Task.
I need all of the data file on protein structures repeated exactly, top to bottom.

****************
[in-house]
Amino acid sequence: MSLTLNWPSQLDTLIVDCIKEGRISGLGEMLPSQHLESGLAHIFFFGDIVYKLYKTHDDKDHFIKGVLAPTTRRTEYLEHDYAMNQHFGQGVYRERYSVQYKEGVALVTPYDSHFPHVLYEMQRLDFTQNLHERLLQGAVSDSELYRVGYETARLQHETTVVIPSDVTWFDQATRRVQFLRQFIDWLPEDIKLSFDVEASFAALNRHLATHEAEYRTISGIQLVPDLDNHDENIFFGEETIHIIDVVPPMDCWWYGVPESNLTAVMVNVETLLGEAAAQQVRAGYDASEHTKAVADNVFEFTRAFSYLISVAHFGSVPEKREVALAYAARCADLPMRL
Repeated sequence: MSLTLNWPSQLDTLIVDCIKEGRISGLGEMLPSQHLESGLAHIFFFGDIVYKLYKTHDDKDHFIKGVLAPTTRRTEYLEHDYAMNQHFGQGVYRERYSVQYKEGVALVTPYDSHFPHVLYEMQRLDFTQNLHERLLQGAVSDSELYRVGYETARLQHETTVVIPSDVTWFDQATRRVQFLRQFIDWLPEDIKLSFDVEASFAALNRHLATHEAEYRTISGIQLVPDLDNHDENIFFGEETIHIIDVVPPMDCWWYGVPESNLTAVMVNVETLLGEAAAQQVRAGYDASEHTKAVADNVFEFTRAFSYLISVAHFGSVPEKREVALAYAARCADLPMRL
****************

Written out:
[in-house]
Amino acid sequence: MSLTLNWPSQLDTLIVDCIKEGRISGLGEMLPSQHLESGLAHIFFFGDIVYKLYKTHDDKDHFIKGVLAPTTRRTEYLEHDYAMNQHFGQGVYRERYSVQYKEGVALVTPYDSHFPHVLYEMQRLDFTQNLHERLLQGAVSDSELYRVGYETARLQHETTVVIPSDVTWFDQATRRVQFLRQFIDWLPEDIKLSFDVEASFAALNRHLATHEAEYRTISGIQLVPDLDNHDENIFFGEETIHIIDVVPPMDCWWYGVPESNLTAVMVNVETLLGEAAAQQVRAGYDASEHTKAVADNVFEFTRAFSYLISVAHFGSVPEKREVALAYAARCADLPMRL
Repeated sequence: MSLTLNWPSQLDTLIVDCIKEGRISGLGEMLPSQHLESGLAHIFFFGDIVYKLYKTHDDKDHFIKGVLAPTTRRTEYLEHDYAMNQHFGQGVYRERYSVQYKEGVALVTPYDSHFPHVLYEMQRLDFTQNLHERLLQGAVSDSELYRVGYETARLQHETTVVIPSDVTWFDQATRRVQFLRQFIDWLPEDIKLSFDVEASFAALNRHLATHEAEYRTISGIQLVPDLDNHDENIFFGEETIHIIDVVPPMDCWWYGVPESNLTAVMVNVETLLGEAAAQQVRAGYDASEHTKAVADNVFEFTRAFSYLISVAHFGSVPEKREVALAYAARCADLPMRL